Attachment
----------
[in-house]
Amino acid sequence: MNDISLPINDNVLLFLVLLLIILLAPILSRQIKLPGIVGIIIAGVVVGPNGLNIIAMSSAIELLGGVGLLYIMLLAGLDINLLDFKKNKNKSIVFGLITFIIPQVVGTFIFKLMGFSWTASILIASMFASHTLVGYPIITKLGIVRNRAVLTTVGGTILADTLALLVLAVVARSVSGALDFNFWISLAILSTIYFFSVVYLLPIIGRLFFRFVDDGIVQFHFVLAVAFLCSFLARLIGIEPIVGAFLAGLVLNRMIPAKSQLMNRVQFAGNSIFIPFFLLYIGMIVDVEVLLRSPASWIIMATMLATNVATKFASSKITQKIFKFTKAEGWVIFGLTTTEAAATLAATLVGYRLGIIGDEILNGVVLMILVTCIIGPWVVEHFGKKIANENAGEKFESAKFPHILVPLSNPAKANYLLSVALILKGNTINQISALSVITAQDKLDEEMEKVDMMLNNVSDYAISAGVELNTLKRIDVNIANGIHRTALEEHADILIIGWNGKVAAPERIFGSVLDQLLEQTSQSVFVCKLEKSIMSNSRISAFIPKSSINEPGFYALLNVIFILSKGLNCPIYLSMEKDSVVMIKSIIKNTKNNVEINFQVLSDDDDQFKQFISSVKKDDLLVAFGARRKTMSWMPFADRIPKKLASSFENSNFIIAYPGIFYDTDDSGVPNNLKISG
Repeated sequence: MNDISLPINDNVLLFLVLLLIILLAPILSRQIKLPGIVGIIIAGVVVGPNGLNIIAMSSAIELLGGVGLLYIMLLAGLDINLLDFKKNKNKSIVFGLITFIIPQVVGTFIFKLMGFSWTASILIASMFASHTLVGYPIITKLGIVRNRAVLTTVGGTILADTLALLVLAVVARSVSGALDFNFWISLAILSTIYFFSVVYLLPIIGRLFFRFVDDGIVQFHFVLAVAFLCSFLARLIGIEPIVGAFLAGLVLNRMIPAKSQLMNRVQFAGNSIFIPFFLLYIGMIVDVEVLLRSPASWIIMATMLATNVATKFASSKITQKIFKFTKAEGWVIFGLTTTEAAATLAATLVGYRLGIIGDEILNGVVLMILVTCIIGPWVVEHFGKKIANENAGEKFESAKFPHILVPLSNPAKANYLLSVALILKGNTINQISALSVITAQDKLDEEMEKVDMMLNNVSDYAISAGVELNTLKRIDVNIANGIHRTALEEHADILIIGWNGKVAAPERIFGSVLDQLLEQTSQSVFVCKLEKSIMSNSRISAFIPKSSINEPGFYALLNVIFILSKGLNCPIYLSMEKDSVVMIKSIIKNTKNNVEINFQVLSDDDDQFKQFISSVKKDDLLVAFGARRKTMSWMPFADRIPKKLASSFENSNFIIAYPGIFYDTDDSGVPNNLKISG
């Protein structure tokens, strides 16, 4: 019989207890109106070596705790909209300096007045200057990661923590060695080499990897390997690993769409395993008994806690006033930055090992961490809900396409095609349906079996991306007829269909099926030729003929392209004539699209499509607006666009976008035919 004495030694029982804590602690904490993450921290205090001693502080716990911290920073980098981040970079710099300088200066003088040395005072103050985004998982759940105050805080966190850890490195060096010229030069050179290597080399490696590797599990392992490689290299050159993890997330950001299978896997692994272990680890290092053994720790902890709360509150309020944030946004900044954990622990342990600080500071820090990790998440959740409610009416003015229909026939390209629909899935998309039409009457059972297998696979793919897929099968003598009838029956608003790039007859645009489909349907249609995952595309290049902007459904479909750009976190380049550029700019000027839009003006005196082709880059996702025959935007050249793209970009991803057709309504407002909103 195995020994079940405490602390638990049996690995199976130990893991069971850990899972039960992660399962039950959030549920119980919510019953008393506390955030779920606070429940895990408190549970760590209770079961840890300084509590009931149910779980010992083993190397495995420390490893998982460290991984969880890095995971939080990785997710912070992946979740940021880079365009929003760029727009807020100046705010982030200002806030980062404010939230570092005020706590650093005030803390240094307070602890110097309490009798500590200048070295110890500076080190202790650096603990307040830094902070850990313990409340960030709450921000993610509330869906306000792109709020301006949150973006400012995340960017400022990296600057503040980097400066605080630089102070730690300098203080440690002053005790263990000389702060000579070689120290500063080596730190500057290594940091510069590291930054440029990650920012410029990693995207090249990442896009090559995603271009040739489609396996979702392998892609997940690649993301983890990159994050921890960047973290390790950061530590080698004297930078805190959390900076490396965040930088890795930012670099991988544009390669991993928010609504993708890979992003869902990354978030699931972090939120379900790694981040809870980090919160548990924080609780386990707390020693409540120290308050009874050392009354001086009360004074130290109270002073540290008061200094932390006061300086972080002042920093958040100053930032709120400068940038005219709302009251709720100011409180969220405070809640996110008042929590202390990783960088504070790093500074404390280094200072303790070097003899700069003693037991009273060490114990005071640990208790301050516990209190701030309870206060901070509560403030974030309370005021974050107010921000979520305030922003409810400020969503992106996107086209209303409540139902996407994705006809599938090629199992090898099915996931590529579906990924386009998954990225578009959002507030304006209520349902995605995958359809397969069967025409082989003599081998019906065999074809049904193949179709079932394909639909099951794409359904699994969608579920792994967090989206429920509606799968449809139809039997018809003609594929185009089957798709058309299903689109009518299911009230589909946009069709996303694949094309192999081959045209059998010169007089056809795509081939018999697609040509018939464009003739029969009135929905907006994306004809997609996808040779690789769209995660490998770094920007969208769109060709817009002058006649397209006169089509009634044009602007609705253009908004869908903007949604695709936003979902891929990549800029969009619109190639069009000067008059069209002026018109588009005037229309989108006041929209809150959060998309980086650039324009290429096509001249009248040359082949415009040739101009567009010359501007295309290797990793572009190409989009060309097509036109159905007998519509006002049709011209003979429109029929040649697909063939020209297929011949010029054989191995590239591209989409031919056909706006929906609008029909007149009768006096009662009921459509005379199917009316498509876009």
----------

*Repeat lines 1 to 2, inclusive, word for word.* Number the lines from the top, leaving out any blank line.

[in-house]
Amino acid sequence: MNDISLPINDNVLLFLVLLLIILLAPILSRQIKLPGIVGIIIAGVVVGPNGLNIIAMSSAIELLGGVGLLYIMLLAGLDINLLDFKKNKNKSIVFGLITFIIPQVVGTFIFKLMGFSWTASILIASMFASHTLVGYPIITKLGIVRNRAVLTTVGGTILADTLALLVLAVVARSVSGALDFNFWISLAILSTIYFFSVVYLLPIIGRLFFRFVDDGIVQFHFVLAVAFLCSFLARLIGIEPIVGAFLAGLVLNRMIPAKSQLMNRVQFAGNSIFIPFFLLYIGMIVDVEVLLRSPASWIIMATMLATNVATKFASSKITQKIFKFTKAEGWVIFGLTTTEAAATLAATLVGYRLGIIGDEILNGVVLMILVTCIIGPWVVEHFGKKIANENAGEKFESAKFPHILVPLSNPAKANYLLSVALILKGNTINQISALSVITAQDKLDEEMEKVDMMLNNVSDYAISAGVELNTLKRIDVNIANGIHRTALEEHADILIIGWNGKVAAPERIFGSVLDQLLEQTSQSVFVCKLEKSIMSNSRISAFIPKSSINEPGFYALLNVIFILSKGLNCPIYLSMEKDSVVMIKSIIKNTKNNVEINFQVLSDDDDQFKQFISSVKKDDLLVAFGARRKTMSWMPFADRIPKKLASSFENSNFIIAYPGIFYDTDDSGVPNNLKISG